Google Founders Exert Control Via Stock Plan as Profit Soars 61%

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Matthew Staver / Bloomberg / Getty Images

Google CEO Larry Page.

In a maneuver designed to cement their control, Google’s founders announced an unusual stock plan that will maintain their grip on the search giant well into the future. Wall Street greeted the proposal — company shares rose 2.4% in after-hours trading — but the plan could spook shareholder-rights advocates.

During a conference call touting the company’s quarterly results — profits increased by 61% — CEO Larry Page said that each existing shareholder will receive one new share, effectively splitting the stock price, which is currently hovering around $650. The company soared after going public at $85 in 2004. Some investors have asked Google for a stock-split to make it easier to for smaller investors to buy shares of the company.

Here’s the catch: the new stock won’t have voting rights. That means co-founders Page and Sergey Brin, along with former CEO Eric Schmidt, will continue to control 66% of the company. They’ll have consolidated power.

(More: Grading Google’s CEO Larry Page: A First Year Report Card)

Google says the move is designed to prevent dilution of the founders’ stock through future employee option grants or stock-based acquisitions. (Page went out of his way to say that no big deals are on the horizon. Google still has to to get its $12.5 billion purchase of Mototrola through regulators.). The company’s new plan is expected to be approved at the annual meeting in June because — wait for it — Page, Schmidt and Brin control two-thirds of the company’s voting rights.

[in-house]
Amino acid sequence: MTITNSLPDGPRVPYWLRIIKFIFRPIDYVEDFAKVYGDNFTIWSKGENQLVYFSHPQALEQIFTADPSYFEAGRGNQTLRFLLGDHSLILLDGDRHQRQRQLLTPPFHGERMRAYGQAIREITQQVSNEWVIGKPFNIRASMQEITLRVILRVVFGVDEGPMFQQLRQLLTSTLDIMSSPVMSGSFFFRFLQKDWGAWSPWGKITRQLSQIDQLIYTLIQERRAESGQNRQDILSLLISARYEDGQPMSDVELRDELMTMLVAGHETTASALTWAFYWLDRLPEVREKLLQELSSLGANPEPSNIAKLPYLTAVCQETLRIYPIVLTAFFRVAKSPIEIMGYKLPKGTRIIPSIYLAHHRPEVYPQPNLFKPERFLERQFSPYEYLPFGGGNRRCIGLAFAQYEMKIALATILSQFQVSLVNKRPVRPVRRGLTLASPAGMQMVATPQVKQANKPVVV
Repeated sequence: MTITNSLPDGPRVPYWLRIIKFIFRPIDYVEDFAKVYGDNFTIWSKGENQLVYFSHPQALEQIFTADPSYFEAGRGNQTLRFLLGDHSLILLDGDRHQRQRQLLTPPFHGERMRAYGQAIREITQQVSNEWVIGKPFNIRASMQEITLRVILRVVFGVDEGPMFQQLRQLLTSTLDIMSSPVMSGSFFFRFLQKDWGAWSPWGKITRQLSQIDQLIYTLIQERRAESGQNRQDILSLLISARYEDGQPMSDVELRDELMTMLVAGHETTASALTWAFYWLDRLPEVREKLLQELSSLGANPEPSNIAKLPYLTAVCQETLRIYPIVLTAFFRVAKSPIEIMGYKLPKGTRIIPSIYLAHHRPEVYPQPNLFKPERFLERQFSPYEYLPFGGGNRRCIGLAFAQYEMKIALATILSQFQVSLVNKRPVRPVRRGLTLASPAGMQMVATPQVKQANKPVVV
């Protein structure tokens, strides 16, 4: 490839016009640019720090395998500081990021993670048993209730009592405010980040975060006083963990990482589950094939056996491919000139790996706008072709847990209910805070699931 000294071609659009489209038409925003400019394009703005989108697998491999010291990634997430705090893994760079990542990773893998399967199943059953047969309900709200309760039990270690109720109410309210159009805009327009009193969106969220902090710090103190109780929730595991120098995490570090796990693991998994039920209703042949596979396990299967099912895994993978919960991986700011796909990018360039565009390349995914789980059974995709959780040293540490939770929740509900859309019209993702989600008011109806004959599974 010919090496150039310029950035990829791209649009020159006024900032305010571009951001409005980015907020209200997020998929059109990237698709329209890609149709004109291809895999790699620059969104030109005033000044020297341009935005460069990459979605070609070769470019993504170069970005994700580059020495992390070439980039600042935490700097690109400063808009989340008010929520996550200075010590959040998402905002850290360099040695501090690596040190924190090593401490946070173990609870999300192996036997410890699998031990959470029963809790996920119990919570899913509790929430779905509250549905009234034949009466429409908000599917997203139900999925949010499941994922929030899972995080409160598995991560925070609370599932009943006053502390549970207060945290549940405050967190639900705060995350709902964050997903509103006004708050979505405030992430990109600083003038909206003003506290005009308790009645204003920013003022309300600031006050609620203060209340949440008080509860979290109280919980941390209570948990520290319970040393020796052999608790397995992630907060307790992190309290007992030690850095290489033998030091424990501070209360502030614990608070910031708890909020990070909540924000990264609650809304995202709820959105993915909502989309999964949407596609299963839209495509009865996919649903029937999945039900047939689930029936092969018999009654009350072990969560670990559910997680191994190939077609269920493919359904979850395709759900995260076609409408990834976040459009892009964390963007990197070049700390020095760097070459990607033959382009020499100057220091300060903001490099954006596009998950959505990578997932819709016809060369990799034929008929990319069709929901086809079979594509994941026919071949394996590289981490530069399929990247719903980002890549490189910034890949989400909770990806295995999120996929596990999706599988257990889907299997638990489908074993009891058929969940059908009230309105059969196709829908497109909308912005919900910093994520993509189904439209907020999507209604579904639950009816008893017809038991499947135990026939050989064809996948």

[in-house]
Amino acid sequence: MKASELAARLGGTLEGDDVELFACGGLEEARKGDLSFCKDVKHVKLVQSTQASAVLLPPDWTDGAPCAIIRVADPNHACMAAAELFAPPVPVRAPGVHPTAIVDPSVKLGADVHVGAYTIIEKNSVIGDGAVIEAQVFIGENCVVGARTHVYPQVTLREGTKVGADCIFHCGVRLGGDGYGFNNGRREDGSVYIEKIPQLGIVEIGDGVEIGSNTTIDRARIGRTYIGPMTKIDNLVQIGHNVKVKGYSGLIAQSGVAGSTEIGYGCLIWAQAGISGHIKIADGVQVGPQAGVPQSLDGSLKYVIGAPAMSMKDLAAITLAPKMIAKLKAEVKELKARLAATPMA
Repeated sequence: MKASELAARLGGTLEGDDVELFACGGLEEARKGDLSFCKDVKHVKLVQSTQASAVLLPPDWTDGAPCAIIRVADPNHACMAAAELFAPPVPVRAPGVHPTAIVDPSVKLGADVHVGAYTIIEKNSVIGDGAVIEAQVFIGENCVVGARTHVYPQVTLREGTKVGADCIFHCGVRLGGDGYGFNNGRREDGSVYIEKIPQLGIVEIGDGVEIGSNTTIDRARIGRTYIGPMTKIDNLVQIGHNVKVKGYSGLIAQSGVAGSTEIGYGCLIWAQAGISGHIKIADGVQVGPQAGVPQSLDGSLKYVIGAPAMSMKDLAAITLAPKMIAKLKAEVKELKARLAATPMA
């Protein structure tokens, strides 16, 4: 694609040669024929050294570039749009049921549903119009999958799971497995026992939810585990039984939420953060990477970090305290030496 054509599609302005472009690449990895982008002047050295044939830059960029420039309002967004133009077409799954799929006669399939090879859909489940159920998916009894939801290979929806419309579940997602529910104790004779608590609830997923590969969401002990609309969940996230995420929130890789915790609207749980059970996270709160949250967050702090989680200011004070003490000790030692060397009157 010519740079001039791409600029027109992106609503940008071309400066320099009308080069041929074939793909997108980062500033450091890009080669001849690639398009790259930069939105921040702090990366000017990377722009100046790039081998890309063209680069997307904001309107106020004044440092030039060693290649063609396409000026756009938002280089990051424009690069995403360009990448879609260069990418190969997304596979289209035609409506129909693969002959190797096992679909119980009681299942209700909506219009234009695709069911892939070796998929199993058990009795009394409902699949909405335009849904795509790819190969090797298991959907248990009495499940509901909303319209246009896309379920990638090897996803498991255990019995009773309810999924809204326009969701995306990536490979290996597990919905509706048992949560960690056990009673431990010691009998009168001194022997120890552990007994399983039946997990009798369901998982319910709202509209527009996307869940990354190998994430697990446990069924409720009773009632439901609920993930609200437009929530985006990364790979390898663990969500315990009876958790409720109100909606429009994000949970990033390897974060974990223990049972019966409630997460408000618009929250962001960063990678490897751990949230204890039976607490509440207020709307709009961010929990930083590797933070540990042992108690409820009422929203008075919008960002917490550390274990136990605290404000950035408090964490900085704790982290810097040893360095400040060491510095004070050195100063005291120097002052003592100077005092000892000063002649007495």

The message to shareholder is: Trust us, we know what’s best.

But the real goal may be to signal to the market that Google’s founders remain deeply invested — and firmly at the tiller — at a time of flux in the technology space. With old rivals like Yahoo floundering, and new rivals like Facebook emerging, Page is trying to build on his generally well-received first year returning as CEO (after a brief stint a decade ago). Over the last year, he’s streamlined management ranks, closed non-essential product lines, and worked to increase Google’s competitive metabolism.

“Google is a large company now, and we’ll achieve more and do it faster if we approach life with the passion and the soul of a start-up,” Page said on the call.

Page and Brin have always argued for a long-term vision that avoids quarter-by-quarter pressures driven by Wall Street analysts. The stock plan appears designed, at least in part, to send a message that he isn’t going anywhere.

The move may also represent something of an alignment with the ownership structure proposed by Facebook, which is preparing to go public next month. Facebook founder Mark Zuckerberg controls 57% of the social network’s voting rights.

Page acknowledged on the earnings conference call that stronger founder ownership provisions are increasingly en vogue for tech companies — but Google, like Facebook, could draw protests from governance and shareholder-rights groups, who are wary of such attempts to solidify management control.

Google’s founders may also be taking advantage of continuing strong financial performance to minimize grumbling from shareholders. The company earned $2.9 billion in profit in the first quarter, up from $1.8 billion, one year ago — strong performance by any measure. Overall revenue increased to $10.65 billion, up 24% from $8.58 billion.